|Diameter:||29.7 mm (13 ligne)|
|© Europa Star Bulova Accutron 218D||Complications:||Date, Day, GMT Hand, Hacking Seconds|
|Hands:||Central Hour Hand, Central Minute Hand, Central Seconds Hand|
|Distinguishing Technical Characteristics|
|Production: 1967 – 1977|
Cal. 218 was the second-generation Accutron movement from Bulova. Introduced in 1967, it incorporated many updates to the original, notably the addition of a calendar complication. Some versions feature a day and date, a second timezone, a 24 hour hand, and an independently-adjustable hour hand. These were the most widely-produced Accutron movements and remain the most common today.
Cal. 218 measures 29.7 mm diameter like its predecessor, but is thinner at 4.9 mm. Although the tuning fork still vibrates at 360 Hz, the index wheel now has 320 teeth rather than 300 and the wheel train is different. The electronic design is similar, though a Silicon NPN transistor is always used and a resistor is added.
Note that most Accutron watches placed the crown at 4:00 rather than 3:00. The Astronaut Mark II model, Cal. 2185, with an independently-adjustable hour hand, had a second crown at 2:00.
The original Cal. 218 had an entirely different hacking feature from the earlier Cal. 214. In these movements, the tuning fork keeps running when the crown is pulled, though the pawl finger is no longer in contact with the index wheel. This is the system found on the basic Cal. 218, along with the derived Cals. 2180, 218D, 2181, and 2182. Cal. 218F has a different hacking mechanism which interrupts the current flow, saving battery power when the crown is pulled.
Cal. 218G was produced in Japan by the joint-venture Bulova-Citizen Watch Co. These are mostly identical to American-produced Accutron Cal. 218 movements, and parts are interchangeable between them. These are stamped “Lic. Bulova” on the plate, since they were produced under license. They also feature the original hacking pin and a new three-position crown, with the middle position leaving the watch running while setting the hands and the third position interrupting the electrical current.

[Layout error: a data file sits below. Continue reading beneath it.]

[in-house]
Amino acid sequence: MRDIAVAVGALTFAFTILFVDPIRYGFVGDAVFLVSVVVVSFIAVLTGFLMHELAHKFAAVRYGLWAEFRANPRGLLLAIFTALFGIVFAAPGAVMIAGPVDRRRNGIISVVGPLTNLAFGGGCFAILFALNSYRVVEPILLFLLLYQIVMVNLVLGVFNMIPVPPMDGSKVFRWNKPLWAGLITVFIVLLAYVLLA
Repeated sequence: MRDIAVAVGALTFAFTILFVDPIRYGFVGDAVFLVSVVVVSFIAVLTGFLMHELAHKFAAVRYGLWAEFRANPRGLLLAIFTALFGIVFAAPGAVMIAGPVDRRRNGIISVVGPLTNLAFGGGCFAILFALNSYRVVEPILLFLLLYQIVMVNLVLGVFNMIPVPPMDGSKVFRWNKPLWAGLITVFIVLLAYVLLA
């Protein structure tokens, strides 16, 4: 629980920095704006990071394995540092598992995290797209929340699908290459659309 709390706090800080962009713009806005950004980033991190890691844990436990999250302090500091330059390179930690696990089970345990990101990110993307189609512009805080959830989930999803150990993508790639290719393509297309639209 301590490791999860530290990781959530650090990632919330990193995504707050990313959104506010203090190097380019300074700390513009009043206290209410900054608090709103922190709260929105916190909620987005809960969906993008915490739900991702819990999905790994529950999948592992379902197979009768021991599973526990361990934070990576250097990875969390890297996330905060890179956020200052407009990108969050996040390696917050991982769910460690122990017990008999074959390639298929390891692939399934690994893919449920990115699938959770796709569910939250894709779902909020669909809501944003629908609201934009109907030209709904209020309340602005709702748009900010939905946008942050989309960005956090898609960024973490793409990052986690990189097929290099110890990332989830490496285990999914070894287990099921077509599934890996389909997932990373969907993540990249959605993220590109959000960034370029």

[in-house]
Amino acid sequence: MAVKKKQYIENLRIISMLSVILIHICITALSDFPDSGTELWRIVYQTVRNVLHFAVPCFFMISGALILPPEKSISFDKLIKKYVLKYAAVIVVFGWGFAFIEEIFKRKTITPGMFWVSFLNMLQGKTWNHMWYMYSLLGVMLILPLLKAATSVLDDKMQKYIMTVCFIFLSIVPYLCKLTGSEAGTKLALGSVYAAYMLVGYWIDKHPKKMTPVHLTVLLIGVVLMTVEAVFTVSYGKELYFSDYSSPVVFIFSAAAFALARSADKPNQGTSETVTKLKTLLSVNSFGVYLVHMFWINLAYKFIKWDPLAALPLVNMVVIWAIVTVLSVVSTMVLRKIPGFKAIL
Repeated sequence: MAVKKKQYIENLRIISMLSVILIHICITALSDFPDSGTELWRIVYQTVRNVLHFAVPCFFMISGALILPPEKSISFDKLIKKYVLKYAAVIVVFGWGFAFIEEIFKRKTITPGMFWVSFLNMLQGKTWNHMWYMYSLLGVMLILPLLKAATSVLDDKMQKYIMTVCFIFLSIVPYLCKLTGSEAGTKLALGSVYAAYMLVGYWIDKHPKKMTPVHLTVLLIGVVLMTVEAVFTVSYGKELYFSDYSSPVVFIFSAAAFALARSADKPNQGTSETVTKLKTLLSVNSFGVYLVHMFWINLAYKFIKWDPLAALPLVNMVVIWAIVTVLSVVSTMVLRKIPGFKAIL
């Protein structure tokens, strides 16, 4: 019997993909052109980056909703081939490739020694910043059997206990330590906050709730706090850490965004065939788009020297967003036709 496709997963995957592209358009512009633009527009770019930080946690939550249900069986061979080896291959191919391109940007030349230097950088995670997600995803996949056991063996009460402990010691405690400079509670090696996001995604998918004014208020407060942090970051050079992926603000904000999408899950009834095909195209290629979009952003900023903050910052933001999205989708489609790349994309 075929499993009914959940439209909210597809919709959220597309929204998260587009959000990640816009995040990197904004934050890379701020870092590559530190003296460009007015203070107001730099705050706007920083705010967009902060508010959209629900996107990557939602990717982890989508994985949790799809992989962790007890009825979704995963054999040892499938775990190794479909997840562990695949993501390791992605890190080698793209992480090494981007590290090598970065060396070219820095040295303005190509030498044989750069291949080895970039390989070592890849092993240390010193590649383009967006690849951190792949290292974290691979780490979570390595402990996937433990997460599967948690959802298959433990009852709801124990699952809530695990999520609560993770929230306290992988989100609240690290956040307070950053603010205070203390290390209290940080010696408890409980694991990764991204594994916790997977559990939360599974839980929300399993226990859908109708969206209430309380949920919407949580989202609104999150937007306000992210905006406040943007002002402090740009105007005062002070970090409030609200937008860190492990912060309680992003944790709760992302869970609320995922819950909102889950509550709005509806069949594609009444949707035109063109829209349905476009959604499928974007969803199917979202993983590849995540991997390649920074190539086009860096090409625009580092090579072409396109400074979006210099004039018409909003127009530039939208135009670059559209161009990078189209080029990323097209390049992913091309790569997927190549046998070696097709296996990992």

- 218D (with date)
- 2180 (no calendar)
- 2181 (with date)
- 2181F (modified hacking spring)
- 2182 (with day and date)
- 2182F (modified hacking spring)
- 2183 (no calendar or seconds hand)
- 2183F (modified hacking spring)
- 2185 (“Astronaut Mark II” with “home time” and independent “away time” hour hands and second crown at 2:00)
- 2186 (“Direct Read” digital discs)
- 218G (no calendar)
- 2181G (with date)
- 2182G (with day and date)
- 2183G (no calendar or seconds hand)
- Citizen – Introduced in 1971
- Hi-Sonic, 15 jewels
- Time-Only, 4.4 mm thick: 3721A, 3722A
- Date, 4.9 mm thick: 3710A, 3711A
- Day/Date 5.48 mm thick: 3700A, 3701A, 3702A
- Cosmotron GX, 11 jewels
- Day/Date, 5.58 mm thick: 3701B
- Hi-Sonic, 15 jewels
History of the Bulova Accutron and Tuning Fork Movements
The tuning fork concept was developed by Swiss engineer, Max Hetzel, who went to work for Bulova in 1950. He completed a working model of the movement in 1953 and his department created a number of prototypes as well. By 1955, eight watch-sized prototypes were being tested inside the company and Bulova transferred the project to New York. After a series of difficulties, Hetzel was offered a position William Bennett’s group in New York to help complete the movement.